This is an exceptional oil painting, in so many ways; one, it's huge. This is one of those paintings that requires just the right place to hang, and also requires that "just the right place" be a large space. Two; this is historically significant. John Cooke (1762-1805), Captain of the ship Bellerephon, was a British Royal Navy Captain in the Napoleonic wars, the French Revolutionary wars, and, most importantly to us in the U.S., the American War of Independence. He was killed in the Battle of Trafalgar in 1805. By all accounts, he was an exceptional officer, highly regarded by both peers and troops alike.
This painting is, as best I can tell, unsigned. It was professionally cleaned and restored in 2011, and any hopes of a signature turning up were dashed. The first three photos show great detail, but the fourth photo, which isn't so clear is actually the correct color. I guess you either get clarity or color with my camera!
The painting was re-stretched in the 1960s.
The wood/plaster/gilt frame is original, in wonderful condition for its age, and very beautiful.
The medal on Captain Cooke's chest is The Order of the Crescent, one of the four degrees of knighthood. His uniform is that of an early 1800s Post Captain of the British Royal Navy; this uniform style was retired around 1812.
This painting has been in my family for many generations, is part of my mother's estate, and must be sold, much to my dismay.
John Cooke (c.1762 – 21 October 1805) was an experienced and highly regarded officer of the Royal Navy during the American War of Independence, the French Revolutionary Wars and the first years of the Napoleonic Wars. Cooke is best known for his death in hand-to-hand combat with French forces during the Battle of Trafalgar in 1805. During the action, his ship HMS Bellerophon was badly damaged and boarded by sailors and marines from the French ship of the line Aigle. Cooke was killed in the ensuing melee, but his crew successfully drove off their opponents and ultimately forced the surrender of Aigle.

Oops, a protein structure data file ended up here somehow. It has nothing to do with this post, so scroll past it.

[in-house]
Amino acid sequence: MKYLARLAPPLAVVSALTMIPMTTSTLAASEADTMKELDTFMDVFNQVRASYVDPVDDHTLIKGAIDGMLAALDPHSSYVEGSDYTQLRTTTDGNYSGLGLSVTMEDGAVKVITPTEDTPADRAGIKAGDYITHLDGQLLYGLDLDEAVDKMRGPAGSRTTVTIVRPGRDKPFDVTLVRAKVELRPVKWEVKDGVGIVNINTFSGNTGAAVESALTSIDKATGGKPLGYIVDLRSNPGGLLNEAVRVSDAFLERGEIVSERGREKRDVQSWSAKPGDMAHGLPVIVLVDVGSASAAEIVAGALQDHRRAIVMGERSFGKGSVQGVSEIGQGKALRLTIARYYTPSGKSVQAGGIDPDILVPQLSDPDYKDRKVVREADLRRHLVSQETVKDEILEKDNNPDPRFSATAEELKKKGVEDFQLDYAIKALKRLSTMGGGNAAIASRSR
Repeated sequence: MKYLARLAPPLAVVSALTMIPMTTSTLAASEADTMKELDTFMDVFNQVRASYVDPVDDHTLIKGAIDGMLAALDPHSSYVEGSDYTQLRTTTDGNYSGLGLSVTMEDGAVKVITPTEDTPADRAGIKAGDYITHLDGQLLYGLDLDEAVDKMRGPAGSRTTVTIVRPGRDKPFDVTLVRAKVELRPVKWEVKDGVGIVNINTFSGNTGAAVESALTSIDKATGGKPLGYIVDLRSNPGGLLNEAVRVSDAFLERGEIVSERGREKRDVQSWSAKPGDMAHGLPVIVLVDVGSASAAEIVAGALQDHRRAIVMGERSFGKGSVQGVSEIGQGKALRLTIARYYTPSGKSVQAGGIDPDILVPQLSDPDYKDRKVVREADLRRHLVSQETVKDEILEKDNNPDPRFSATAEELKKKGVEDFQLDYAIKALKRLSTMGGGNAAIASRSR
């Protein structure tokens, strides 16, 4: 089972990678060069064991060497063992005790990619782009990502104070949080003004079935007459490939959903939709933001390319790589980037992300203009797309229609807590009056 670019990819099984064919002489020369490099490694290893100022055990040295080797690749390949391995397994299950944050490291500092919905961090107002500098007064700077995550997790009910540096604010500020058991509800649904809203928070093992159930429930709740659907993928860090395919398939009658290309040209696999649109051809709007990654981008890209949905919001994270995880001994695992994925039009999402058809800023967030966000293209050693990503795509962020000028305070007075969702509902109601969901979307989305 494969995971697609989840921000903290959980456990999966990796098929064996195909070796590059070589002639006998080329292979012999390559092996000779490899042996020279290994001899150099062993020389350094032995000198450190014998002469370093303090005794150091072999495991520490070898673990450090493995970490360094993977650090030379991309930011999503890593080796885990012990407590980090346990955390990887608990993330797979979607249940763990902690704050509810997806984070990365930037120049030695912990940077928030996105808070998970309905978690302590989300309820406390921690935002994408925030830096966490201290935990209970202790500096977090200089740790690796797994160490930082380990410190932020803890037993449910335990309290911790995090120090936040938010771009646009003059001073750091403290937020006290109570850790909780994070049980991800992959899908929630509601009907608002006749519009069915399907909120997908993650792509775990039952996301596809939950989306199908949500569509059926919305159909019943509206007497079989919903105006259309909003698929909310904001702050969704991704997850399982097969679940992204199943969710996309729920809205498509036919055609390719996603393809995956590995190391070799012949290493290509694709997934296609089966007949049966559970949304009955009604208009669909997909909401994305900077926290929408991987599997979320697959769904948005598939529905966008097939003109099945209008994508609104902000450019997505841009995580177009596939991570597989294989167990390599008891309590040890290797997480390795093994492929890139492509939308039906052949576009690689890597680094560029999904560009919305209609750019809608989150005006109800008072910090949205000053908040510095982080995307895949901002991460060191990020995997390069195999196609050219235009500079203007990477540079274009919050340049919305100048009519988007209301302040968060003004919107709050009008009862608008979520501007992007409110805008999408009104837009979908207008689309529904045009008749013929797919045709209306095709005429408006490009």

Aside from his death, remarkably little is known of Cooke's circumstances. Even his date of birth is unclear, and unlike many of his fellow officers, Cooke was never a notable society figure. He was however well respected in his profession and following his death was the subject of tributes from officers who had served alongside him. Memorials to him were placed in St Paul's Cathedral and his local church in Wiltshire. (From Wikipedia)
Unsure of artist; unsigned.
No real damage anywhere that I can see—amazing for a 200-year-old + painting! There is some very minor flaking to the gilt plaster frame, and some "bubbling" (for lack of a better term) on parts of the surface of the painting itself, potentially indicating this painting survived a fire. See photos.
34 3/4" tall x 30 1/4" wide x 2" deep.
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